In Bloomberg Businessweek, journalist ( and former lawyer and investment banker) Matt Levine wrote a 40,000 word series of articles on “The Crypto Story.” Happily, the articles have been recorded as a series of podcasts and I’ve been listening.
With unsettled cryptocurrency markets, I thought we could take look at parts of the series and beyond.
For Bitcoin’s earliest beginnings, we have to rewind to 2008 and the Satoshi Nakamoto white paper called “Bitcoin: A Peer to Peer Electronic Cash System.” Saying he (or she or they) invented an electronic system of digital cash, mystery person or people Satoshi Nakamoto was reputedly reacting to the 2008 financial crisis. The rationale for the new system was the need to avoid the central monetary authority that they said people no longer trusted. Consequently, his (or her or their) digital currency was based on a shared ledger. The white paper proclaimed the new currency depended on “cryptographic proof instead of trust.”
On January 3, 2009, one Bitcoin was $0 when its network came online. Bitcoin hit a high of $67,617 on 11.09.2021:
Our Bottom Line: Vocabulary
As the source of newly created Bitcoin, mining is a good place to start. Using resource intensive super-charged computer systems, mining requires the complex calculations that let the miner verify a block of transactions. While already I am not sure what this means, I do know that it involves billions of calculations that have been called a verification process that can result in new Bitcoin for the miner. The first group of transactions on January 3, 2009 started a blockchain.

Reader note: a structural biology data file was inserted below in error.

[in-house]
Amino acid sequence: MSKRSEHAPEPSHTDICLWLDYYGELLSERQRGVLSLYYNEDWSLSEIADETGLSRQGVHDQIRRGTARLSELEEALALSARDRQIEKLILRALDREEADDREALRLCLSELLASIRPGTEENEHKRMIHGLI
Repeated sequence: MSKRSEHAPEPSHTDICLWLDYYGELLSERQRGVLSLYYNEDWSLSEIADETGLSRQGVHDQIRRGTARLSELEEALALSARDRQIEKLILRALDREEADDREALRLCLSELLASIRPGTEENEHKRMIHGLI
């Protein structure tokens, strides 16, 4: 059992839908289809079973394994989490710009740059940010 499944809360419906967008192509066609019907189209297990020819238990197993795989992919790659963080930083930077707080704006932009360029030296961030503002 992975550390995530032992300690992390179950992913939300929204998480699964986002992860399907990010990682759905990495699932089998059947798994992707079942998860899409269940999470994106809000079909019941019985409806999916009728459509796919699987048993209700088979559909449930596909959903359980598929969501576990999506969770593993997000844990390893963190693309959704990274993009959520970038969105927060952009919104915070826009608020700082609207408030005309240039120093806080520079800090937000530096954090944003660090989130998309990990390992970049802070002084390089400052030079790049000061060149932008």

The name blockchain gives us the first clue. It combines blocks of data with chains of transactions. Ordered chronologically, the entries in different computer databases are typically visible to everyone on that network. Different fom tradional databases, blockchain creates “chunks” or groups of information that fill up a “block.” When blocks connect, they form the blockchain. So, a Bitcoin blockchain is one network but there also are many that have nothing to with crypto. IBM created a blockchain prototype that enables food companies to trace the pathways folowed by their merchandise. In that way, for example, if there is a salmonella outbreak, they can more easily find its source.
Investopedia helped us to grasp blockchain through this graphic:
As I continue “Te Crypto Story,” I will share more. Right now, I have to re-listen to his explanation of the “hashing function.”
My sources and more: In addition to the Matt Levine series, I referred to several sofi explainers. Here, they gave a primer on mining while this article is about blockchain. Meanwhile, the Washington Post has some history, including Bitcoin’s dark side. And finally, this Bloomberg article has the summary for the Matt Levine series.